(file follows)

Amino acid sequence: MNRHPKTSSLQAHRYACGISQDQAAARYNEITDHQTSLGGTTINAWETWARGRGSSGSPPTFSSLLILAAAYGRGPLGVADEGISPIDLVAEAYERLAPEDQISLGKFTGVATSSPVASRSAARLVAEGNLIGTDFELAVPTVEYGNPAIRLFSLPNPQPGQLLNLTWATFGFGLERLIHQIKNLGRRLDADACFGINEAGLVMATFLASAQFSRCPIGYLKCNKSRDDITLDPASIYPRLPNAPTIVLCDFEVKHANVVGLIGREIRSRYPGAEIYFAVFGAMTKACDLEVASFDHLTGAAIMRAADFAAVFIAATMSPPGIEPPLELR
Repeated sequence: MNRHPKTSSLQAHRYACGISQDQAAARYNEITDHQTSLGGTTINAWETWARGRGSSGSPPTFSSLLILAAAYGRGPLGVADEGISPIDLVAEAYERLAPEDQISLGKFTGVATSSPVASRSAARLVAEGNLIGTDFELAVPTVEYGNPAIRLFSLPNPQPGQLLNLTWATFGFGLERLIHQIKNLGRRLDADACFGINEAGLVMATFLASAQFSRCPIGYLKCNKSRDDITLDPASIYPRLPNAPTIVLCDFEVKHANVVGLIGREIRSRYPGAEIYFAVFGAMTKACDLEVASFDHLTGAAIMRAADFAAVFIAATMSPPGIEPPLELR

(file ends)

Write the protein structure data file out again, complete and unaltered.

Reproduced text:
Amino acid sequence: MNRHPKTSSLQAHRYACGISQDQAAARYNEITDHQTSLGGTTINAWETWARGRGSSGSPPTFSSLLILAAAYGRGPLGVADEGISPIDLVAEAYERLAPEDQISLGKFTGVATSSPVASRSAARLVAEGNLIGTDFELAVPTVEYGNPAIRLFSLPNPQPGQLLNLTWATFGFGLERLIHQIKNLGRRLDADACFGINEAGLVMATFLASAQFSRCPIGYLKCNKSRDDITLDPASIYPRLPNAPTIVLCDFEVKHANVVGLIGREIRSRYPGAEIYFAVFGAMTKACDLEVASFDHLTGAAIMRAADFAAVFIAATMSPPGIEPPLELR
Repeated sequence: MNRHPKTSSLQAHRYACGISQDQAAARYNEITDHQTSLGGTTINAWETWARGRGSSGSPPTFSSLLILAAAYGRGPLGVADEGISPIDLVAEAYERLAPEDQISLGKFTGVATSSPVASRSAARLVAEGNLIGTDFELAVPTVEYGNPAIRLFSLPNPQPGQLLNLTWATFGFGLERLIHQIKNLGRRLDADACFGINEAGLVMATFLASAQFSRCPIGYLKCNKSRDDITLDPASIYPRLPNAPTIVLCDFEVKHANVVGLIGREIRSRYPGAEIYFAVFGAMTKACDLEVASFDHLTGAAIMRAADFAAVFIAATMSPPGIEPPLELR